“OCR is an area AI is really good at. We are seeing a lot of OCR algorithms that are better than anything we ever had before,” Chawarski said.

For OCR, predictive AI is trained with images of characters, such as an A, along with images without characters or with different characters, such as a B. For spotting bubbles on painted surfaces, predictive AI is trained with images of surfaces with and without bubbles. The model learns by adjusting the weight, or importance, of neurons using feedback and feedforward mechanisms. These adjustments continue until the results achieve the desired threshold. For example, the model may recognize an A as well as other letters or a bubble with sufficient accuracy and speed.

While generative AI — such as ChatGPT and other large language models — is allowed to be wrong, that is usually not the case for predictive AI, according to Chawarski. Often, the accuracy needs to be close to 100%, particularly in automotive applications in which an overlooked flaw can result in expensive scrap or, worse yet, injury or death if a vehicle makes it onto the road with a critical defect.

Further, Chawarski said that AI must have images to work with, which requires the images to be reliable examples for the application of good and bad parts. The number of images required in the training data set is related to the quality of the images and visibility of the defects, flaws, or items of interest. Consequently, with the correct lighting, sensor, and optics, fewer images are required.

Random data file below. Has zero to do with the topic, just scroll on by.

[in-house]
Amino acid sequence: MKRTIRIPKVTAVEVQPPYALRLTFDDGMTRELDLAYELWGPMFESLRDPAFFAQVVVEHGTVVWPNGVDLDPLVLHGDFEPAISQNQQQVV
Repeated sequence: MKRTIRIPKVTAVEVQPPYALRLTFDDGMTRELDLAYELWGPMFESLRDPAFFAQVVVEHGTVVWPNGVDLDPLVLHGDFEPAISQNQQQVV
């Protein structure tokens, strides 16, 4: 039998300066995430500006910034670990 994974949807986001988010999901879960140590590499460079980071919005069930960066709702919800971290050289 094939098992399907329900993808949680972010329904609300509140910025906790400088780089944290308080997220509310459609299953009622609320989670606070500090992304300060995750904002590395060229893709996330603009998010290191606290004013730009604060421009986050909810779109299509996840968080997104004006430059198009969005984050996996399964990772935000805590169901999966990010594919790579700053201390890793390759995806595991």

AI complements traditional vision tools, which are still the best method for making exact measurements, according to Michael Chee, senior manager of product marketing for the vision software product line at Cognex. AI, however, does make it possible to deal with what had previously been effectively impossible to manage, he said. The rough and variable texture of a fabric surface, for example, makes it difficult for engineers to come up with a rule to detect a scratch. This task, though, can be handled with AI when it is trained with the right image data set.

“If you teach it with enough data, it will know enough to be able to differentiate the textured background from a foreign foreground object, like a defect,” Chee said. He said that using AI for surface defect inspections can be more effective when it is paired with computational lighting technology that renders defects more visible.

These applications involve the inspection of products that are moving through a manufacturing process; therefore, systems must complete the task fast enough to keep pace with product flow. For some high-speed processes, achieving a short enough inspection-and-decision time requires the use of industrial line-scan cameras connected to industrial PCs, such as for the inspection of the coating and surfaces of battery electrode sheets. Chee said that meeting the specifications for these components is critical to the performance, lifetime, and safe operation of batteries and electric vehicles.